While I’m talking graphics, I might as well touch on audio a little. In the third line of the second paragraph of this article, I flippantly mentioned the game’s voice chat. Frustratingly, yet predictably, the game’s lobby and the first minute or so is just polluted with racial slurs, mindless yelling or pounding trance music. I’ve had the in game VOIP chat muted since I first bought the game and only ever un-mute it to shout through windows and beg for mercy. That’s inevitable when you pack a hundred people together with the sole objective of killing each other. The rest of the sound is fantastic, though. When you’re shooting at a target, you hear the gun’s meaty bang. And then you get shot in the head, because someone else also definitely heard it. Whenever I’m looting up and somebody starts taking pot shots at me, I jump out of my skin. I hear the bullets crack past my ears and land in the walls. Instantly, it’s action time. Explosions, car engines, footsteps, it’s all there and all functions as well as you can expect. I can’t comment on the music, which I turn all the way down to hear the explosions, car engines and footsteps.
I’d 100% say that the best way to play PUBG is with a friend. The game offers solo, duo, and squads of 4 as possible game modes. When I’m on my own, I get jumped easily and panic and end up dead. I can count my solo victories on one hand (4). In a squad game, I think it’s too chaotic. If you splinter away from your teammates to loot a building a short distance away, it can all go to pot quite quickly. It only takes a second for a full squad to arrive in a jeep, surround you or rush you out; your squad just can’t react quick enough. Playing in a pair is just right. You’ve only got one person to communicate with, only one person to look out for, and you’ve always got a friend with a gun watching your back.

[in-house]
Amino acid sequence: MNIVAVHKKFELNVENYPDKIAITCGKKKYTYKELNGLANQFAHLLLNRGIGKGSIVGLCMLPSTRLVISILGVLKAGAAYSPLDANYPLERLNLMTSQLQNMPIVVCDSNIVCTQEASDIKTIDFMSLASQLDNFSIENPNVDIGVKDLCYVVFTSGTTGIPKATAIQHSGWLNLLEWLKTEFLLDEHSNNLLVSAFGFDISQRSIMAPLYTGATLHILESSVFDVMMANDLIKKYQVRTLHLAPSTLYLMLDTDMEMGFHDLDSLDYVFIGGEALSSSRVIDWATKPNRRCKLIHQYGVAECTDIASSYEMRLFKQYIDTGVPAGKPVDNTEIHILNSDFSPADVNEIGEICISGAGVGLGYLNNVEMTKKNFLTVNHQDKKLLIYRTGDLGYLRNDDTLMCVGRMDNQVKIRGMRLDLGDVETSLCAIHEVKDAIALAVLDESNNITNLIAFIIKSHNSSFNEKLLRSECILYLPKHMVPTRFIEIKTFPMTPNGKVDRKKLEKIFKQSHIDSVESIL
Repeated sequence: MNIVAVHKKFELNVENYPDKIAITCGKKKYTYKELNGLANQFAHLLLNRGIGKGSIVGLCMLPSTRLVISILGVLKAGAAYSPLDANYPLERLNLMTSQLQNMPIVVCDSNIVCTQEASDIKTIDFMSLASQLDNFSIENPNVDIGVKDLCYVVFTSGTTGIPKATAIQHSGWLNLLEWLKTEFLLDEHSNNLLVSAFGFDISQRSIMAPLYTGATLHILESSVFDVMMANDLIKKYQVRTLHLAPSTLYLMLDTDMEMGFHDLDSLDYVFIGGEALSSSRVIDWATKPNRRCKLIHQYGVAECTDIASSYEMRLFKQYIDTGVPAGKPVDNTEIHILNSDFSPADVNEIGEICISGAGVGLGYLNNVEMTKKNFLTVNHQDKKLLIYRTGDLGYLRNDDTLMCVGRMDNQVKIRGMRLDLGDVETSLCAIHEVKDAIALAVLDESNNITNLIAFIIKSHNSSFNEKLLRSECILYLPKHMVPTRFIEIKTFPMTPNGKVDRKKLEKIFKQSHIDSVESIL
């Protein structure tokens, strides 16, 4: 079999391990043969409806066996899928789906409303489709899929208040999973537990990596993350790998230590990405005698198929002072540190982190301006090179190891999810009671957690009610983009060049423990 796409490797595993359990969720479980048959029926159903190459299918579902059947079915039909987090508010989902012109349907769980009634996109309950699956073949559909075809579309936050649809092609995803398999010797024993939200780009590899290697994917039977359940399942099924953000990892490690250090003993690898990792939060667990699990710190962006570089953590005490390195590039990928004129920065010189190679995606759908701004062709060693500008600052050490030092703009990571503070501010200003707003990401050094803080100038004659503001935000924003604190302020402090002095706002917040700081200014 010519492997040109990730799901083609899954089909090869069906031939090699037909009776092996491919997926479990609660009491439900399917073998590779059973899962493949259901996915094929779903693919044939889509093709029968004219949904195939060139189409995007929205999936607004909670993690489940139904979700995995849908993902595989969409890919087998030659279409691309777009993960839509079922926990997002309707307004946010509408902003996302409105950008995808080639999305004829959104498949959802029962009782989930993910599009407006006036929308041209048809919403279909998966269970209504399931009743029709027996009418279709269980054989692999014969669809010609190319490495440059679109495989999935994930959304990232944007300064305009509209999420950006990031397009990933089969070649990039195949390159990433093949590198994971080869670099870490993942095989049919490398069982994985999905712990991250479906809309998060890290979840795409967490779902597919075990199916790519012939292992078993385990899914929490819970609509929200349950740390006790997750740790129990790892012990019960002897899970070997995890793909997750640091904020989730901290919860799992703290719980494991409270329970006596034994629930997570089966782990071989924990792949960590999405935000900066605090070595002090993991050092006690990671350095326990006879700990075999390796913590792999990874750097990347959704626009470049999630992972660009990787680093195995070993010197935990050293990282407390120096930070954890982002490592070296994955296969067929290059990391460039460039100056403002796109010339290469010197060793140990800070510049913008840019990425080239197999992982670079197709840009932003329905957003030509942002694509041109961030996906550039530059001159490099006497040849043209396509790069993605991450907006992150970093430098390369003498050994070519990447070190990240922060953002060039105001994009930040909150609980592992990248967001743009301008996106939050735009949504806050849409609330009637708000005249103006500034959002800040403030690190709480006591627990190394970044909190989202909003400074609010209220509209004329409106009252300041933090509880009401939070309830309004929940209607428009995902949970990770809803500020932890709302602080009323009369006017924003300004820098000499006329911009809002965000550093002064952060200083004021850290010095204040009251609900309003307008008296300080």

My main peeve with PUBG is the fucking loot boxes. For months, the only sense of progression you got from the game was purchasing boxes. Every game, you receive some credits. The better you do, the more you get. The more credits, the more boxes you can buy. In these boxes were all kinds of cosmetic items from the very dull beige cargo pants to the much coveted leather jacket. The game was released officially, and at some point there were new loot boxes introduced. These new boxes require keys to be unlocked. Keys that can only be purchased with real, actual money. I gave these the benefit of the doubt, and bought a couple of keys to unlock these first special crates I got. My reward was two pairs of the same dull shoes. Since then, I think probably 3 or 4 of the dozens of crates I’ve bought have been ones I can open for free. To me, it seems like a greedy move to just stick players for an extra few pounds.
However frustrating that is, however many gripes I have, and however many times I scream ‘Bullshit’ into my microphone when I’m instantly killed from ten miles away, PUBG is just incredibly good. The last few months it has really been the main game I’ve played on PC, which is weird. I usually like my shooters and action games on console, and save my desktop for strategy games and RPGs. Even when I’m stupidly busy with real life, I manage to find a few hours a week to jump on with my squad and bang out a few games. That speaks for itself, as most other games I’ve played recently keep my attention for a few days at most. For PUBG, it’s been months. And I’m still going. And I’m still shaking from the near-win I had three days ago.
To buy the game, discover more about it, and browse reviews better than mine – visit the official site here.